Canada will hold a public inquiry into the 1985 bombing of an Air India flight that killed all 329 people on board, Canada's Deputy Prime Minister announced Wednesday.
Deputy Prime Minister Anne McLellan said the government will have former Ontario premier Bob Rae conduct a focused inquiry to answer lingering questions about the bombing.
The announcement came hours after Rae recommended in a government-commissioned report that Canada hold such an inquiry.
Rae said Canadians deserve to know more about how authorities assessed the threat of terrorism and handled the investigation of Canada's worst case of mass murder.
Rae met with family members of the victims Wednesday morning before releasing his report. In May, Canadian prosecutors said they would not appeal the acquittals in the Air India bombing case because they believed they had no chance of winning a new trial.
Canadians Ripudaman Singh Malik and Ajaib Singh Bagri were found innocent in March of murder and conspiracy charges stemming from the June 23, 1985, bombing of Air India Flight 182. The flight went down off the coast of Ireland while en route from Toronto to Bombay.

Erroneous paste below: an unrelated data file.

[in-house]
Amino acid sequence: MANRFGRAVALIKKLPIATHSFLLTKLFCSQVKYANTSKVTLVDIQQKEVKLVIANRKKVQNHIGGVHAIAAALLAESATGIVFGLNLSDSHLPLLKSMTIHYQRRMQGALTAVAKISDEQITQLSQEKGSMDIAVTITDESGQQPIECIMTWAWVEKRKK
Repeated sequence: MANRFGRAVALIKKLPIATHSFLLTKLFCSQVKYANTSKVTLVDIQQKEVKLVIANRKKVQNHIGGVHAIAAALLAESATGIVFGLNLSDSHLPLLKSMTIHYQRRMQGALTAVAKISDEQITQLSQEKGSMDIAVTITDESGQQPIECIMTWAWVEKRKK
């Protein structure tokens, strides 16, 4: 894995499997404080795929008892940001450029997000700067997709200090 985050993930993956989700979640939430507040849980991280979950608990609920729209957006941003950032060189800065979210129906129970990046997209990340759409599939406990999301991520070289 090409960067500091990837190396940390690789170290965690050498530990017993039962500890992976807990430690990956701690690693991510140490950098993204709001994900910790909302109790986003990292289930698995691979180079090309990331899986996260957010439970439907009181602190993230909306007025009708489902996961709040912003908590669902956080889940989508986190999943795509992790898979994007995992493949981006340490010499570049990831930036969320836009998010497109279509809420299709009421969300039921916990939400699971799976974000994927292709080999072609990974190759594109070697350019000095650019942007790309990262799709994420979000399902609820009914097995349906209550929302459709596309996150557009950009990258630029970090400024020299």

An hour earlier, a bomb in baggage intended for another Air India flight exploded in Tokyo's Narita airport, killing two baggage handlers. The verdict earlier this year ended a two-year trial.
In the wake of the verdict, the victims' families called for a public inquiry into the investigation of the case by the Canadian Security Intelligence Service and the Royal Canadian Mounted Police.
But McLellan suggested a day after the verdicts that there wouldn't an inquiry. She said she doubted an inquiry would uncover anything not already disclosed by the lengthy trial. Rae stressed in his report that an inquiry cannot determine criminal responsibility, AP reports.
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